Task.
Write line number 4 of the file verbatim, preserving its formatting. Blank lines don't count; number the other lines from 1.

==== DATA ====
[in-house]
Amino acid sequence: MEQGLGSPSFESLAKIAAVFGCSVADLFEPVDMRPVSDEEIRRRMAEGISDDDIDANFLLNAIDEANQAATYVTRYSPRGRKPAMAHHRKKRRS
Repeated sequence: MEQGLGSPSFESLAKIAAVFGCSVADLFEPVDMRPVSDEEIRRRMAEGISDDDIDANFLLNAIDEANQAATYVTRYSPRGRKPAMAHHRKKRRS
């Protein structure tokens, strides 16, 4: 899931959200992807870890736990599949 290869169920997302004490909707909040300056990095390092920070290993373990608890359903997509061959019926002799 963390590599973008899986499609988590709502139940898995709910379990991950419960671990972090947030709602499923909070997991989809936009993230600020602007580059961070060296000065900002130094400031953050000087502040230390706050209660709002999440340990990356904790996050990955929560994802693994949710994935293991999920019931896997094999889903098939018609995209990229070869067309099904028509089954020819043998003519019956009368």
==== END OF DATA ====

């Protein structure tokens, strides 16, 4: 899931959200992807870890736990599949 290869169920997302004490909707909040300056990095390092920070290993373990608890359903997509061959019926002799 963390590599973008899986499609988590709502139940898995709910379990991950419960671990972090947030709602499923909070997991989809936009993230600020602007580059961070060296000065900002130094400031953050000087502040230390706050209660709002999440340990990356904790996050990955929560994802693994949710994935293991999920019931896997094999889903098939018609995209990229070869067309099904028509089954020819043998003519019956009368």